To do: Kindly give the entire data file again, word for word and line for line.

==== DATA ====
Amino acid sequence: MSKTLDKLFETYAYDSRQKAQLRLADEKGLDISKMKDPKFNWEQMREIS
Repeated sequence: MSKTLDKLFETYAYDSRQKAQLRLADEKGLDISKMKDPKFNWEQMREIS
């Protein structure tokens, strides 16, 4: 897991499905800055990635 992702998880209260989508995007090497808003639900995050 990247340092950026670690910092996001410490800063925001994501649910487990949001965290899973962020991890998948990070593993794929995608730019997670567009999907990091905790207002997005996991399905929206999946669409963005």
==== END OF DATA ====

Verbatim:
Amino acid sequence: MSKTLDKLFETYAYDSRQKAQLRLADEKGLDISKMKDPKFNWEQMREIS
Repeated sequence: MSKTLDKLFETYAYDSRQKAQLRLADEKGLDISKMKDPKFNWEQMREIS
């Protein structure tokens, strides 16, 4: 897991499905800055990635 992702998880209260989508995007090497808003639900995050 990247340092950026670690910092996001410490800063925001994501649910487990949001965290899973962020991890998948990070593993794929995608730019997670567009999907990091905790207002997005996991399905929206999946669409963005």